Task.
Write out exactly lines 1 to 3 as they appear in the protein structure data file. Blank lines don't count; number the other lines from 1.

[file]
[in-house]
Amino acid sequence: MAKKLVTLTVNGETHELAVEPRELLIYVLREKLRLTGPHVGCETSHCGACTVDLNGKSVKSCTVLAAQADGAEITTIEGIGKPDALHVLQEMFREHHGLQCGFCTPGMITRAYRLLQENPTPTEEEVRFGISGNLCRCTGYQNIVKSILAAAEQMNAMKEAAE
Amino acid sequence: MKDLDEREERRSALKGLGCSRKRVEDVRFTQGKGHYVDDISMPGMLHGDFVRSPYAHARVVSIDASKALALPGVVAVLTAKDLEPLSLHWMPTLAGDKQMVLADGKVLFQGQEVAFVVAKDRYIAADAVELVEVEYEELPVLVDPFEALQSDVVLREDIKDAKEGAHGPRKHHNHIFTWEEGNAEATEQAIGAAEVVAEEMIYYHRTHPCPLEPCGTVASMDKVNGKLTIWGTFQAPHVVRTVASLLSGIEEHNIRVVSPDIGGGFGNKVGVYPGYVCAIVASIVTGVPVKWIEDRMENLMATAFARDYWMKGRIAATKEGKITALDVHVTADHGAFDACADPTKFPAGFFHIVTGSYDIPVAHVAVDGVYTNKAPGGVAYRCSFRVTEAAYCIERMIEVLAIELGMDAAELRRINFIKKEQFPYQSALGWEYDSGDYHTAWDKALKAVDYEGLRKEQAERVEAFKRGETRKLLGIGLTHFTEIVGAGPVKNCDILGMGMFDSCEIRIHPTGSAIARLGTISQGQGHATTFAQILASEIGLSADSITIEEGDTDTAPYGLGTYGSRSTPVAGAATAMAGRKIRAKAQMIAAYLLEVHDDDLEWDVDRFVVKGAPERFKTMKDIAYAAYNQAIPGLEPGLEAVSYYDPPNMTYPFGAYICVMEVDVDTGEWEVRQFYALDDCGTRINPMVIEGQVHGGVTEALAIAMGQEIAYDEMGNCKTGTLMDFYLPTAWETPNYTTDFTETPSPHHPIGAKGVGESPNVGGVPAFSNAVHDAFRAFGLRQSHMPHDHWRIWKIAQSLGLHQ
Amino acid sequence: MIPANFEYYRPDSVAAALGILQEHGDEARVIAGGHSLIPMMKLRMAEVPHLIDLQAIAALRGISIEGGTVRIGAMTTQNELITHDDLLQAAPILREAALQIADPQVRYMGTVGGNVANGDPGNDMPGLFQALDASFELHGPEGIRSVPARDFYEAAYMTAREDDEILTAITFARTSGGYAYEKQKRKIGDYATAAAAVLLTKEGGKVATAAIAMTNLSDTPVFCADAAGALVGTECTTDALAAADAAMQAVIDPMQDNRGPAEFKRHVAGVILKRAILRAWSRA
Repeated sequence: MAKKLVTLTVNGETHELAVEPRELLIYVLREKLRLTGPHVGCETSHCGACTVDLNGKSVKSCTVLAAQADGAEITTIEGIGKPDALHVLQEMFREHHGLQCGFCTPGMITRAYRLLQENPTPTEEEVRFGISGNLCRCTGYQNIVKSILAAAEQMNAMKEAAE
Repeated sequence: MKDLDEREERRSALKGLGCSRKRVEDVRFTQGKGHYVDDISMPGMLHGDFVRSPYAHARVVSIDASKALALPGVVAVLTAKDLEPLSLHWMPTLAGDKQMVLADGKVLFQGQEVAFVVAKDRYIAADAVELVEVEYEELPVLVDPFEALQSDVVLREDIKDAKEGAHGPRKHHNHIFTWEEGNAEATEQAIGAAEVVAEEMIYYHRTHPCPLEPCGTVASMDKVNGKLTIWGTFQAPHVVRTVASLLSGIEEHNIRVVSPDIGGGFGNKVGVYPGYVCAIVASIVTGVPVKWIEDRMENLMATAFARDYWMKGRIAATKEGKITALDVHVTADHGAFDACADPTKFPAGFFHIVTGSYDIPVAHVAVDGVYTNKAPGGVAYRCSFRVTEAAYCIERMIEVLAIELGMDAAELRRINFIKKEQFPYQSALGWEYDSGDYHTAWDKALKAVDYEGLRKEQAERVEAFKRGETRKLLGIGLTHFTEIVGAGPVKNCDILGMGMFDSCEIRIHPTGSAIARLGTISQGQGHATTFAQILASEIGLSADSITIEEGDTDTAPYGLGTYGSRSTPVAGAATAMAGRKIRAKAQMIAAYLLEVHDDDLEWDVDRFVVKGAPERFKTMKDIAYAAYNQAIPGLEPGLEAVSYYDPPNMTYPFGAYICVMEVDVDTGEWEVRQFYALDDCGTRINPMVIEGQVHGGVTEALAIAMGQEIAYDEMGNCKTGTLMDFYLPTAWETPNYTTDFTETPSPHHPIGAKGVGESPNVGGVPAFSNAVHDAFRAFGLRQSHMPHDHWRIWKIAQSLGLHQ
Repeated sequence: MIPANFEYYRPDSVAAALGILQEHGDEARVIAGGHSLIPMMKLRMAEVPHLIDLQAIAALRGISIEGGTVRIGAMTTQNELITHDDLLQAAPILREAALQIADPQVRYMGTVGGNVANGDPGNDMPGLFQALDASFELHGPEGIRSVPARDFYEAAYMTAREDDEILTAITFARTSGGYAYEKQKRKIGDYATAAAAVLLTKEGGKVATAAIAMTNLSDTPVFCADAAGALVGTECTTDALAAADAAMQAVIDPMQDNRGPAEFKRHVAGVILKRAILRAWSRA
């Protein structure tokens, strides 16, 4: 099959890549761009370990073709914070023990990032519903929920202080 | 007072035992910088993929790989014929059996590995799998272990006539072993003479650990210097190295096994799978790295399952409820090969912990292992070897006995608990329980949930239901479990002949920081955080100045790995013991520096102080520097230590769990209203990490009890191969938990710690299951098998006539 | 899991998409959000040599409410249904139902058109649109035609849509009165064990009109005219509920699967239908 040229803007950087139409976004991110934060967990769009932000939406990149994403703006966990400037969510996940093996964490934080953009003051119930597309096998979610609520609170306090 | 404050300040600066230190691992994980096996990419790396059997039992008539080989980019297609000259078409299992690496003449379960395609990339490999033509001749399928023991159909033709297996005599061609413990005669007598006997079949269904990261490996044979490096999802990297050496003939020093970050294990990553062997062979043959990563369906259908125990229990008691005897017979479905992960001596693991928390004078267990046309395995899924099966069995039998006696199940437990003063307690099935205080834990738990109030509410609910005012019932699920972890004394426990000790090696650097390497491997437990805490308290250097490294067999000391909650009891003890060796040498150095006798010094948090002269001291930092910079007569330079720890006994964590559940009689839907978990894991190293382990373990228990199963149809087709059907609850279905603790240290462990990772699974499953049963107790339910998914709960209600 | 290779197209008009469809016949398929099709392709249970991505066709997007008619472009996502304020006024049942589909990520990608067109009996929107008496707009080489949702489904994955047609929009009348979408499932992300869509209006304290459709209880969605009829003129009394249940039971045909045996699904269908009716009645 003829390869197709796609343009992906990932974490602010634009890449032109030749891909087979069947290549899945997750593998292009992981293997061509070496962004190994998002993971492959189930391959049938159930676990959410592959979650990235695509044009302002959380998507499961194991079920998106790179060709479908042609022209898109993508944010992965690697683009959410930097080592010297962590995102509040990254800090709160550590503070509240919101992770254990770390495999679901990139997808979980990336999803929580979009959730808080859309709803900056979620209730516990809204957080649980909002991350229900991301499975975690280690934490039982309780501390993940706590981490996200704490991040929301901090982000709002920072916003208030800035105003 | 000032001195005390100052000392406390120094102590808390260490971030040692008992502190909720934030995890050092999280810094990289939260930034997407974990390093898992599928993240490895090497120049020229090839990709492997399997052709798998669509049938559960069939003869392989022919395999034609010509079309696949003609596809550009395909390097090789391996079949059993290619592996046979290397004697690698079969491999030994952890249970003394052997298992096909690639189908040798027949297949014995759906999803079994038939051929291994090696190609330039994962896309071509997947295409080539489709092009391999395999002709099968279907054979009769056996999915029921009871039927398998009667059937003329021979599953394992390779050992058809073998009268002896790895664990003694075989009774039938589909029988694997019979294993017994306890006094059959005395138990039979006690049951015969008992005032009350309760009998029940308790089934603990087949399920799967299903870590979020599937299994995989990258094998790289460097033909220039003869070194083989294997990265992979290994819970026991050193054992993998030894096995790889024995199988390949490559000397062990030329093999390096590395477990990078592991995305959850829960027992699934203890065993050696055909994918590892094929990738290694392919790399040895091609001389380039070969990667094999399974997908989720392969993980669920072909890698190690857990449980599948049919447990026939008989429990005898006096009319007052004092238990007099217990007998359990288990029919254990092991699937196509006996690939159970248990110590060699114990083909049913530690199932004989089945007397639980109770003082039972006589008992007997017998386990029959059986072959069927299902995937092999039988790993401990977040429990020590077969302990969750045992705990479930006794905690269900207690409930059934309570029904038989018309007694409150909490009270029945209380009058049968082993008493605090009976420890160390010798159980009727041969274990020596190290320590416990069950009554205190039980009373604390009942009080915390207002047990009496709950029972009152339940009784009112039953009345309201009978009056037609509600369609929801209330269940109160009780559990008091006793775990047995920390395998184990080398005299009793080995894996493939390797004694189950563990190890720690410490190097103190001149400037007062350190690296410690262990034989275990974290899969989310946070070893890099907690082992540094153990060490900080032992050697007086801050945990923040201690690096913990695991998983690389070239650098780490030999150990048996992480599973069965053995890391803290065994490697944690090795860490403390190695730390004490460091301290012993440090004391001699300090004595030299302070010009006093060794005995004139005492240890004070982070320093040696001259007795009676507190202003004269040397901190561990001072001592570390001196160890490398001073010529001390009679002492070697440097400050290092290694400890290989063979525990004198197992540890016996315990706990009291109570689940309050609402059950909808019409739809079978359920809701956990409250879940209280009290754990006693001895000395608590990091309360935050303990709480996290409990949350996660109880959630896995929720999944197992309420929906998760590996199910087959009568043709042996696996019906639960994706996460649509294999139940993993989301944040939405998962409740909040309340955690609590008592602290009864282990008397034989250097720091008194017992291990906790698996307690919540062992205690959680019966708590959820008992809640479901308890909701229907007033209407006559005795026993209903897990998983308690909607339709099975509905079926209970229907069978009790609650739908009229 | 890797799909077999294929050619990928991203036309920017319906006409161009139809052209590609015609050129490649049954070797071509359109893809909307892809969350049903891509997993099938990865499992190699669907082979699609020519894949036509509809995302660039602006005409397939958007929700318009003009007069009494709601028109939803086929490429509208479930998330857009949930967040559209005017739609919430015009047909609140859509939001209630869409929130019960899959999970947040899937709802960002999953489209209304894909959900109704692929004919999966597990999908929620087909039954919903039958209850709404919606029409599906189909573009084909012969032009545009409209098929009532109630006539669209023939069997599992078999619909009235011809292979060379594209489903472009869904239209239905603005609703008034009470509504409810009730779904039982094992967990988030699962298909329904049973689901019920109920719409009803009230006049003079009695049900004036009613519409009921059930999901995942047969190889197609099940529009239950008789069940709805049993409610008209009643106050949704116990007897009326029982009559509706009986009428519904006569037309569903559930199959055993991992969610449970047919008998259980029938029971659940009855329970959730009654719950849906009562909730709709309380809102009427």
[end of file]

[in-house]
Amino acid sequence: MAKKLVTLTVNGETHELAVEPRELLIYVLREKLRLTGPHVGCETSHCGACTVDLNGKSVKSCTVLAAQADGAEITTIEGIGKPDALHVLQEMFREHHGLQCGFCTPGMITRAYRLLQENPTPTEEEVRFGISGNLCRCTGYQNIVKSILAAAEQMNAMKEAAE
Amino acid sequence: MKDLDEREERRSALKGLGCSRKRVEDVRFTQGKGHYVDDISMPGMLHGDFVRSPYAHARVVSIDASKALALPGVVAVLTAKDLEPLSLHWMPTLAGDKQMVLADGKVLFQGQEVAFVVAKDRYIAADAVELVEVEYEELPVLVDPFEALQSDVVLREDIKDAKEGAHGPRKHHNHIFTWEEGNAEATEQAIGAAEVVAEEMIYYHRTHPCPLEPCGTVASMDKVNGKLTIWGTFQAPHVVRTVASLLSGIEEHNIRVVSPDIGGGFGNKVGVYPGYVCAIVASIVTGVPVKWIEDRMENLMATAFARDYWMKGRIAATKEGKITALDVHVTADHGAFDACADPTKFPAGFFHIVTGSYDIPVAHVAVDGVYTNKAPGGVAYRCSFRVTEAAYCIERMIEVLAIELGMDAAELRRINFIKKEQFPYQSALGWEYDSGDYHTAWDKALKAVDYEGLRKEQAERVEAFKRGETRKLLGIGLTHFTEIVGAGPVKNCDILGMGMFDSCEIRIHPTGSAIARLGTISQGQGHATTFAQILASEIGLSADSITIEEGDTDTAPYGLGTYGSRSTPVAGAATAMAGRKIRAKAQMIAAYLLEVHDDDLEWDVDRFVVKGAPERFKTMKDIAYAAYNQAIPGLEPGLEAVSYYDPPNMTYPFGAYICVMEVDVDTGEWEVRQFYALDDCGTRINPMVIEGQVHGGVTEALAIAMGQEIAYDEMGNCKTGTLMDFYLPTAWETPNYTTDFTETPSPHHPIGAKGVGESPNVGGVPAFSNAVHDAFRAFGLRQSHMPHDHWRIWKIAQSLGLHQ